How to RV Travel with a Dog

We recently got a question on our Facebook page asking how we travel with a dog. They had noticed that most campgrounds post you cannot leave a dog unattended, which limits some of the things they can do in an area. It’s true that having Samantha puts some restrictions on what we can see & do. Many of the indoor attractions are not dog friendly and even some of the outdoor attractions do not allow pets. National Parks are restrictive as to where dogs can go, and restaurants can be touch & go if they allow dogs on their patios.

See Samantha on a road trip
See Samantha on a road trip

When we first made the decision to get on the road with Samantha, we decided that we’d make an effort to include her in everything we did. That was a big change for us, normally if we were going somewhere that posed a question we would leave her home. Once on the road we started calling everywhere, and reading websites pretty closely to determine if dogs were welcomed or allowed. This does mean modifying our plans quite a bit when we travel compared to when we are stationary in a house or apartment. Here’s some modifications we make:

Sammie at a restaurant with a patio
Sammie at a restaurant with a patio

Eating Out

We love eating out when we travel. We truly think it’s a requirement to try local venues and dishes and we make it a point to eat out at least a few times a week. What we tend to gravitate towards when traveling with Samantha is road side shacks, food carts, or sit down restaurants that are dog friendly with a patio. If there isn’t a restaurant that caters to dogs, we order take out & find a nearby park to eat our meal. Not only do we get to nosh on some out of reach food this way, but we also get to explore a smaller local park we might have passed by.

Culture

While we aren’t museum hounds, we do like walking through galleries and exploring works of art. That gets hard to do with a dog, Samantha is well behaved but not welcome in most museums! We have attended outdoor festivals in the past that are dog friendly, and instead of seeking out indoor art sculptures, we try to explore outdoors ones instead. A perfect example is when we went to Tucson and saw the rattler bridge and visited a historic mission. Or in Memphis when we visited the Ornamental Metal Museum. Perfect chance to walk around, view some culture & take our pup!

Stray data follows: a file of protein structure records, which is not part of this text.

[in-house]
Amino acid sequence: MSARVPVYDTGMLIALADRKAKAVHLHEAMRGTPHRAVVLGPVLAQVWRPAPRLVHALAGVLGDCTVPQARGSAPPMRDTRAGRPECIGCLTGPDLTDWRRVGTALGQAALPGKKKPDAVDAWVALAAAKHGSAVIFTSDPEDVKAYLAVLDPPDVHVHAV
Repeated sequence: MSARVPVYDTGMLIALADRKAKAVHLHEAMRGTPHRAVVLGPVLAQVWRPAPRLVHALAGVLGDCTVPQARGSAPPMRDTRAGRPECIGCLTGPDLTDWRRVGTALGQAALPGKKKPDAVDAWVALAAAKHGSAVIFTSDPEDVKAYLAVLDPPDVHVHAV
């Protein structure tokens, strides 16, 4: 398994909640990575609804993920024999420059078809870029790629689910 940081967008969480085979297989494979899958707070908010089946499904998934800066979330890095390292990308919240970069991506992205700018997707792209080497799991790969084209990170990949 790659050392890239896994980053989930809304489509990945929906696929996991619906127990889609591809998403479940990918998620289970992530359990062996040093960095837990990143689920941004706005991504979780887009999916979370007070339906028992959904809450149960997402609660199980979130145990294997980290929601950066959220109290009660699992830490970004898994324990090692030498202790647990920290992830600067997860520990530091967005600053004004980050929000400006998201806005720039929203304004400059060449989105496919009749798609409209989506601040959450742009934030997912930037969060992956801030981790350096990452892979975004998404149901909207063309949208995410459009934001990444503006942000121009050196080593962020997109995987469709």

Samantha & Keith at the Metal Museum in Memphis.
Samantha & Keith at the Metal Museum in Memphis.

Scenic Drives

We love road trips. Luckily, Samantha also loves road trips & is a perfect traveling companion. It only makes sense that we tend to take on a lot of driving when we travel. This is one of the big reasons we went with a Class A & a toad, versus a 5th wheel or not having any car at all. The sights we have seen picking a point on a map & driving to it has been incredible. If Samantha could talk, she would probably agree! Of course there are plenty of smaller parks and scenic overviews to walk through and sniff to keep Samantha interested.

Samantha taking a break in Savannah
Samantha taking a break in Savannah

Walk around Town

We have done random walks in so many cities, I’ve lost count. We pick a spot to park & walk neighborhoods, downtown or historic districts. We especially love  seeing a non touristy part of a city. In Houston, we spent some time along the greenbelt & we were treated to great city views along with art sculptures. In Galveston, we spent hours walking the neighborhoods. We enjoyed Fresno this way too. It’s a neat way to see a slice of normal life in areas that maybe aren’t touted as ‘attractions’.

We pay attention to the signs!
We pay attention to the signs!

Dog Friendly Attractions

There aren’t too many of these. Of course, if it’s advertised that dogs are welcome that piques our interest. Some obvious examples, are dog and car friendly beaches and walking historic trails. Some things that you might not think of right away are wine tastings(depending on the winery & state) and air museums.  We went to Pima and it was fabulous that Samantha was allowed both inside & outside the buildings.

Sammie at Pima!
Sammie at Pima!

The RV – Leaving Her

We do our best to not leave Samantha alone in the RV. One, it’s not fair to her to stick her in a small place for too long, and it’s also not fair to our neighbors if she becomes upset.  Before we leave her, we evaluate the surroundings to determine if it’s going to work out. Kids playing the next site over? Probably not a good idea. Dog outside next door that will ‘taunt’ her? We scrap the plans. Storm coming through? We’ll stay with her. The times that we do decide to leave her, we do the following

  • We exercise her well, both normally and especially the day before or of.